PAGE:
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States’ Public Health Emergency Preparedness Impacted By Budget Cuts

April 21, 2016
by Anthony Kimery
Homeland Security Today

As US counterterrorism authorities express growing concern over a biological terrorist attack and public health officials worry about emerging infectious diseases like the Ebola and Zika viruses, cuts to federal Public Health Emergency Preparedness Cooperative Agreement Funding - which provides support for states and localities to prepare for and respond to all types of disasters – has dropped from a high of $940 million in Fiscal Year 2002 to $651 million in FY 2016. Meanwhile, the Hospital Preparedness Program has been cut 50 percent from a high of $515 million in FY 2004 to $255 million in FY 2016.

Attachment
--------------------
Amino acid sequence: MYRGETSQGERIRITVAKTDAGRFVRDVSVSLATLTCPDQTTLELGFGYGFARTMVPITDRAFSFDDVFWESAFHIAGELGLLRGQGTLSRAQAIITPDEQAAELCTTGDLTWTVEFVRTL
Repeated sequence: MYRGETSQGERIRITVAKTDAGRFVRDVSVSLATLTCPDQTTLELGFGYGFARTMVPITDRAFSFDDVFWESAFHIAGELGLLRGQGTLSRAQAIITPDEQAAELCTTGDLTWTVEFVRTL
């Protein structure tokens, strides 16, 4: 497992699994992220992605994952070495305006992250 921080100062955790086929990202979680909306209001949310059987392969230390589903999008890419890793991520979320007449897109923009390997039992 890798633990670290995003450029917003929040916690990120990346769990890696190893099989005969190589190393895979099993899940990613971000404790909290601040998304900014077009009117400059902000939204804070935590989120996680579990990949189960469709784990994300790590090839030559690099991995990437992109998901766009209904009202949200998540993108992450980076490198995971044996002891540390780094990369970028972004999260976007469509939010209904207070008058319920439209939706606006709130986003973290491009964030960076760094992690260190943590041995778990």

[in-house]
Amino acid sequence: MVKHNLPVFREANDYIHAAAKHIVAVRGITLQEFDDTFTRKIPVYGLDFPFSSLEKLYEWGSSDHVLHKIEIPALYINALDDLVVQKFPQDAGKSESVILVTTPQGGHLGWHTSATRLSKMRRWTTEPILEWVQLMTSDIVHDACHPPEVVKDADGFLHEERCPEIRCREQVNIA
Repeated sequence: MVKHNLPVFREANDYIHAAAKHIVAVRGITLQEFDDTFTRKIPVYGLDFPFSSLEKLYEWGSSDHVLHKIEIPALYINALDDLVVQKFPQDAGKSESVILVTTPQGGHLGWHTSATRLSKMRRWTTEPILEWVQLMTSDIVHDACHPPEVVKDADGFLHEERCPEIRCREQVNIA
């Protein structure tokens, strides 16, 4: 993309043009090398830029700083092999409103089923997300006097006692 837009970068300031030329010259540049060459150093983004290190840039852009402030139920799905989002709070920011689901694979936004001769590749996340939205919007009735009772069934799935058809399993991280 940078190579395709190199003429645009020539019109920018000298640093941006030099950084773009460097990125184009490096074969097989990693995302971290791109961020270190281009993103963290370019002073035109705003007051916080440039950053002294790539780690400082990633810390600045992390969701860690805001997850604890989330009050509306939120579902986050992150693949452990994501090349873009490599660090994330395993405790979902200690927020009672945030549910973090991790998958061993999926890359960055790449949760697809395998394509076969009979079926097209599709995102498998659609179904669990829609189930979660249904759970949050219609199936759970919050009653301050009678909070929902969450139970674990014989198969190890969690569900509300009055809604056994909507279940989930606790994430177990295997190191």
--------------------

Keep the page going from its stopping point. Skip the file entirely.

That’s according to the report, Investing in America's Health: A State-by-State Look at Public Health Funding and Key Health Facts, issued by the Trust for America’s Health (TFAH).

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